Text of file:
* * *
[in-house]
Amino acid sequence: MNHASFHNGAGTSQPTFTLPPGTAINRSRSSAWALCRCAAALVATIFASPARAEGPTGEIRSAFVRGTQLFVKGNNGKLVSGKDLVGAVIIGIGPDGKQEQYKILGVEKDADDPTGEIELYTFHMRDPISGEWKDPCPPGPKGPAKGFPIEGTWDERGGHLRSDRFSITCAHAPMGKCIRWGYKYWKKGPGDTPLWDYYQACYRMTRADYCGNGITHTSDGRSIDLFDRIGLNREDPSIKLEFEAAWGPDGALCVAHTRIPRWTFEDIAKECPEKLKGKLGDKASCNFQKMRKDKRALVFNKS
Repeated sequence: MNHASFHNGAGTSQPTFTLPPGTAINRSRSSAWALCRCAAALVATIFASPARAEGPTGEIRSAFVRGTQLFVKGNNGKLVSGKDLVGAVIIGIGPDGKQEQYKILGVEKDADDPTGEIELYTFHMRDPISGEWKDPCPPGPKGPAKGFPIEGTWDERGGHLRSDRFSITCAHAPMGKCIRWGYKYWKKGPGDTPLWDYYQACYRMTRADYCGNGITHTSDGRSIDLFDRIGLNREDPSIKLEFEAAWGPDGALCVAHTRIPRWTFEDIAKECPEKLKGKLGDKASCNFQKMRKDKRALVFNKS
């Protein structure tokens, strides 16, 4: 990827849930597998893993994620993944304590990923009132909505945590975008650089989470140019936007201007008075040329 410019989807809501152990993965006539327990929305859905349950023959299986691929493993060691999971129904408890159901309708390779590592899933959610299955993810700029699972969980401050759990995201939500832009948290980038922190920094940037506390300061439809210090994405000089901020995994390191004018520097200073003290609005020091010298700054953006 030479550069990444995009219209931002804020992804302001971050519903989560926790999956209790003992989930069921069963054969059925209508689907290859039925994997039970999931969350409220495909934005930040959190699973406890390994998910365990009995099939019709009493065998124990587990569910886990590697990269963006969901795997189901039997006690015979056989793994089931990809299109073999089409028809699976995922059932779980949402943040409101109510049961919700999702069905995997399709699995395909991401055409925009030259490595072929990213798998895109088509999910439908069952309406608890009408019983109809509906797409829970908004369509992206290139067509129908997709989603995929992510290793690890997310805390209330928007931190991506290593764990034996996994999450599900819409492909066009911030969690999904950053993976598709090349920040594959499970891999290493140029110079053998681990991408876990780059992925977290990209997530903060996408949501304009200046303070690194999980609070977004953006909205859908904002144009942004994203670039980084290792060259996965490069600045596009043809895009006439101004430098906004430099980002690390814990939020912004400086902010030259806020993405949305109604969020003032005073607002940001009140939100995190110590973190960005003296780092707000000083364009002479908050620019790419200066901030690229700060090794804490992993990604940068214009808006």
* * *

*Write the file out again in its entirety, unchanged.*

[in-house]
Amino acid sequence: MNHASFHNGAGTSQPTFTLPPGTAINRSRSSAWALCRCAAALVATIFASPARAEGPTGEIRSAFVRGTQLFVKGNNGKLVSGKDLVGAVIIGIGPDGKQEQYKILGVEKDADDPTGEIELYTFHMRDPISGEWKDPCPPGPKGPAKGFPIEGTWDERGGHLRSDRFSITCAHAPMGKCIRWGYKYWKKGPGDTPLWDYYQACYRMTRADYCGNGITHTSDGRSIDLFDRIGLNREDPSIKLEFEAAWGPDGALCVAHTRIPRWTFEDIAKECPEKLKGKLGDKASCNFQKMRKDKRALVFNKS
Repeated sequence: MNHASFHNGAGTSQPTFTLPPGTAINRSRSSAWALCRCAAALVATIFASPARAEGPTGEIRSAFVRGTQLFVKGNNGKLVSGKDLVGAVIIGIGPDGKQEQYKILGVEKDADDPTGEIELYTFHMRDPISGEWKDPCPPGPKGPAKGFPIEGTWDERGGHLRSDRFSITCAHAPMGKCIRWGYKYWKKGPGDTPLWDYYQACYRMTRADYCGNGITHTSDGRSIDLFDRIGLNREDPSIKLEFEAAWGPDGALCVAHTRIPRWTFEDIAKECPEKLKGKLGDKASCNFQKMRKDKRALVFNKS
């Protein structure tokens, strides 16, 4: 990827849930597998893993994620993944304590990923009132909505945590975008650089989470140019936007201007008075040329 410019989807809501152990993965006539327990929305859905349950023959299986691929493993060691999971129904408890159901309708390779590592899933959610299955993810700029699972969980401050759990995201939500832009948290980038922190920094940037506390300061439809210090994405000089901020995994390191004018520097200073003290609005020091010298700054953006 030479550069990444995009219209931002804020992804302001971050519903989560926790999956209790003992989930069921069963054969059925209508689907290859039925994997039970999931969350409220495909934005930040959190699973406890390994998910365990009995099939019709009493065998124990587990569910886990590697990269963006969901795997189901039997006690015979056989793994089931990809299109073999089409028809699976995922059932779980949402943040409101109510049961919700999702069905995997399709699995395909991401055409925009030259490595072929990213798998895109088509999910439908069952309406608890009408019983109809509906797409829970908004369509992206290139067509129908997709989603995929992510290793690890997310805390209330928007931190991506290593764990034996996994999450599900819409492909066009911030969690999904950053993976598709090349920040594959499970891999290493140029110079053998681990991408876990780059992925977290990209997530903060996408949501304009200046303070690194999980609070977004953006909205859908904002144009942004994203670039980084290792060259996965490069600045596009043809895009006439101004430098906004430099980002690390814990939020912004400086902010030259806020993405949305109604969020003032005073607002940001009140939100995190110590973190960005003296780092707000000083364009002479908050620019790419200066901030690229700060090794804490992993990604940068214009808006």